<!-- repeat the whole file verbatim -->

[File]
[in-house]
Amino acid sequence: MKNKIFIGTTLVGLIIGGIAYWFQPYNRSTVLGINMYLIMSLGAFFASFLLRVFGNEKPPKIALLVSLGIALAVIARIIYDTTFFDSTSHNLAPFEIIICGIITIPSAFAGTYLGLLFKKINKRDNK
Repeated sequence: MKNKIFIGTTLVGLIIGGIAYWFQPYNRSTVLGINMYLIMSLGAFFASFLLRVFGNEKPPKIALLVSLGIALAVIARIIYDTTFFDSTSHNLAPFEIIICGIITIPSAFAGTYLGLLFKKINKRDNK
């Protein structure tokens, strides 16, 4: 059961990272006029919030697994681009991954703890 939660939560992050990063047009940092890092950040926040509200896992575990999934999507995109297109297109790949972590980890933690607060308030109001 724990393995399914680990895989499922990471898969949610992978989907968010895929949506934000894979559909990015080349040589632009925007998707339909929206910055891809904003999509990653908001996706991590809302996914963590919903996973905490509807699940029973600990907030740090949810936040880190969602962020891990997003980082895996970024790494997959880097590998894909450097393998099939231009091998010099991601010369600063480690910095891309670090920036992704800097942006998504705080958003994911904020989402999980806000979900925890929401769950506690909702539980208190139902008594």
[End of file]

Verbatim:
[in-house]
Amino acid sequence: MKNKIFIGTTLVGLIIGGIAYWFQPYNRSTVLGINMYLIMSLGAFFASFLLRVFGNEKPPKIALLVSLGIALAVIARIIYDTTFFDSTSHNLAPFEIIICGIITIPSAFAGTYLGLLFKKINKRDNK
Repeated sequence: MKNKIFIGTTLVGLIIGGIAYWFQPYNRSTVLGINMYLIMSLGAFFASFLLRVFGNEKPPKIALLVSLGIALAVIARIIYDTTFFDSTSHNLAPFEIIICGIITIPSAFAGTYLGLLFKKINKRDNK
């Protein structure tokens, strides 16, 4: 059961990272006029919030697994681009991954703890 939660939560992050990063047009940092890092950040926040509200896992575990999934999507995109297109297109790949972590980890933690607060308030109001 724990393995399914680990895989499922990471898969949610992978989907968010895929949506934000894979559909990015080349040589632009925007998707339909929206910055891809904003999509990653908001996706991590809302996914963590919903996973905490509807699940029973600990907030740090949810936040880190969602962020891990997003980082895996970024790494997959880097590998894909450097393998099939231009091998010099991601010369600063480690910095891309670090920036992704800097942006998504705080958003994911904020989402999980806000979900925890929401769950506690909702539980208190139902008594």